Then he prepares the altar by repairing it. Without a word, he reminds them of their history—he takes twelve stones, one for each of the tribes of Israel, and he builds an altar: just the way the people of Yahweh have always done. When they crossed the Jordan into the Promised Land, Joshua first built an altar of twelve stones, and every person there would have recognized the symbolism of it. Elijah was reminding them of God’s faithfulness to them without saying a word.
He has them dig a deep trench around the altar, reminding them of the layout of the Temple in Jerusalem. Think of how long it would take them to dig a trench like that! He’s in no hurry. Let the drama build, he’s going to do this RIGHT.
Next he put the wood in order…reminding the people of the way Abraham put the wood in order as he prepared to sacrifice his son, his only son Isaac. Be willing to give up everything to the service of Yahweh—even that which is most precious to you. For Abraham that was Isaac…for the people that was….
They were in a drought. A three-year drought. I have to confess, if I were standing there, I would probably have hesitated at Elijah’s next instruction.
Fill four jars with water and soak this whole thing down—stones, wood, offering, trench…soak it.
Not just once. Not just twice. THREE times they poured that water—that precious, scarce water—over the offering.
WHY? Why did Elijah insist that they do this?
On the surface, it’s a continuation of the taunt. Hey, Baal guys—your sacrifice was so dry a random spark should have set it on fire. Mine is completely saturated, and Yahweh is STILL going to get this done!
At another level, it’s a call to belief. Do you BELIEVE that Yahweh will provide? Do you TRUST God enough to give up that most precious resource? Nowadays we might say “Put your money where your mouth is” or “Walk the walk, don’t just talk the talk.” But in that moment, with that particular scarcity, it was, “Pour water on it.”
I believe that for us Christians there is yet another level to this. For Christians, any discussion of water evokes images of baptism. And to pour water THREE times…without even knowing it, Elijah’s actions were not only pointing backwards in their history with God, they were also pointing forward. There would come a time when baptism would be the way we declared our faith in God, the sign of our commitment, our choice to worship and follow God and not all the other false gods in this world.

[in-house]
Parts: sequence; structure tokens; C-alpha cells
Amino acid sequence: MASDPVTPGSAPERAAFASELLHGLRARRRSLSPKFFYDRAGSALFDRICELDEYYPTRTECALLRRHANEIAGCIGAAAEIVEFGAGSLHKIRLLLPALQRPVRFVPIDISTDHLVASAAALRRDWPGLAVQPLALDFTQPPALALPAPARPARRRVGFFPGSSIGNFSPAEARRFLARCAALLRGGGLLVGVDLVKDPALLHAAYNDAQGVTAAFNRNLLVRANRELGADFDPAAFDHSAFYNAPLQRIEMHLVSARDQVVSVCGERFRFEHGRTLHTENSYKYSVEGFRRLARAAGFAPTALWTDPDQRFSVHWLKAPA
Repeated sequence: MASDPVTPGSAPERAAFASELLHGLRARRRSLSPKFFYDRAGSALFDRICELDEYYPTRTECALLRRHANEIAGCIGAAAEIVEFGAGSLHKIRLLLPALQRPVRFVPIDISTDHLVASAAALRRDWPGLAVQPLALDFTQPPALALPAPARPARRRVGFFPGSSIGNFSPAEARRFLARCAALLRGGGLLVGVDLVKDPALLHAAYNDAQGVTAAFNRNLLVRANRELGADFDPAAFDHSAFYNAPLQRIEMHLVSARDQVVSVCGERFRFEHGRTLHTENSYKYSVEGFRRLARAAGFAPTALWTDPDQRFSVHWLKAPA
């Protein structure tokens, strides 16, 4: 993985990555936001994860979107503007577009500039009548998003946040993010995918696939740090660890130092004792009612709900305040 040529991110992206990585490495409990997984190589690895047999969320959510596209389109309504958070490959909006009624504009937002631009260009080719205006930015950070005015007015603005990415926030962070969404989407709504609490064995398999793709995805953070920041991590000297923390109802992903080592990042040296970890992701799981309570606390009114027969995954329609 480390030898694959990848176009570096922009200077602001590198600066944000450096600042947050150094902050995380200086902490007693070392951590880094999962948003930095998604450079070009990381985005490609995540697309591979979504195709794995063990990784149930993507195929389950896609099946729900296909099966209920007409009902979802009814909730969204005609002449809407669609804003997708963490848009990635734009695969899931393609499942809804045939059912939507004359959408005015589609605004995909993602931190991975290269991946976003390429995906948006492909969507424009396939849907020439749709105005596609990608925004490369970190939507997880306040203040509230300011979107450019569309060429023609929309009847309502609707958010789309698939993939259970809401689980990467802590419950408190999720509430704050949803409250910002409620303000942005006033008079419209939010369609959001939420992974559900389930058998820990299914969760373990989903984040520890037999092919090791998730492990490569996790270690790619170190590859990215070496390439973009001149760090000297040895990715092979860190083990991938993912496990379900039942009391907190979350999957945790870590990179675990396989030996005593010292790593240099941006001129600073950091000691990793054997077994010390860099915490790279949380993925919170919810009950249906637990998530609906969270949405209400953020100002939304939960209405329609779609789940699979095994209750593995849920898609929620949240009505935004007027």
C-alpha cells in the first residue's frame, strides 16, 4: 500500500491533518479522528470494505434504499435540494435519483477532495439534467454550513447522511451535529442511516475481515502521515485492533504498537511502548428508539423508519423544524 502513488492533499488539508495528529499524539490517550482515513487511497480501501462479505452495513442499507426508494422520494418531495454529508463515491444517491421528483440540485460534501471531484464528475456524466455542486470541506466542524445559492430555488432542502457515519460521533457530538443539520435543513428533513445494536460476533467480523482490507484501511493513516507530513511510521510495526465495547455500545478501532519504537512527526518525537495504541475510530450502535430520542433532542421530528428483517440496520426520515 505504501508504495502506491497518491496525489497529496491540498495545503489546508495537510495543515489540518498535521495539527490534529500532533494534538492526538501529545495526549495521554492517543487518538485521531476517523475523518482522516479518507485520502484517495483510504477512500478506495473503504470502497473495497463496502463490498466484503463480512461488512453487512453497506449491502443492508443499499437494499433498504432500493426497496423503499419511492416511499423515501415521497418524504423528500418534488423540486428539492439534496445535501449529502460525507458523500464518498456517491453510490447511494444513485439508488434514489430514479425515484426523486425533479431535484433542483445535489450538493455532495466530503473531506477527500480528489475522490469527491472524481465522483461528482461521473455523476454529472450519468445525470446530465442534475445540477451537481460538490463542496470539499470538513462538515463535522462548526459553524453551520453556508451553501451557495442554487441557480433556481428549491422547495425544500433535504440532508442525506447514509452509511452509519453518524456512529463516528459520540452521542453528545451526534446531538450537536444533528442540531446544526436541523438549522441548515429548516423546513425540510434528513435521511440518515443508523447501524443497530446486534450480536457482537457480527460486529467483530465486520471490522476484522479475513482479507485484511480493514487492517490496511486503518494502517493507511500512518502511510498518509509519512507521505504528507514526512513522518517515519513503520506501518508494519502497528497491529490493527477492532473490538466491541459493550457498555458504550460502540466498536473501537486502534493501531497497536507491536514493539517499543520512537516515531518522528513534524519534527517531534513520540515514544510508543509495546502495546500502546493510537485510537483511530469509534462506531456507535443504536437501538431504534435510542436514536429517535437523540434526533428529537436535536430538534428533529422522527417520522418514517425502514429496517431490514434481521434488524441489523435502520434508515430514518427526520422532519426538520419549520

Only after he has completed all these steps, does Elijah speak and call on God. The text doesn’t really say this, but I always imagine it being said quietly, reverently. He doesn’t need to scream and holler and cut himself to get Yahweh’s attention. He speaks of the faithfulness of God to generations of the people—Abraham, Isaac, Israel. He asks God to respond, “so that this people may know you, O Lord, are God, and that you have turned their hearts back.”
Elijah stands there, not asking God to turn the hearts of the people back—but asking for God to show the people that it’s already been done. The fire from heaven is not to impress them and convince them to choose God. The fire from heaven is the sign that God has already drawn them back. The fire falls from heaven and they remember who they are, they remember who they belong to. They are Yahweh’s people. Not Baal’s. They belong to God—the God who called them out of Egypt, who established them in the Promised Land. The God who will bring them through every danger and trouble.
This story is dramatic and powerful. It is in places quite funny. But at its heart, it is a reminder of that fundamental truth: We belong to God. God is always listening to us. God answers us when we call. God is faithful to us, even when we are faithless and fall away. Sometimes God will ask us to “pour water on it,” to give up that which is most precious to us in order to reveal to us the greater good wants to accomplish through us. God will always seek to draw us back, draw us closer, so that we can remember who we are and to whom we belong.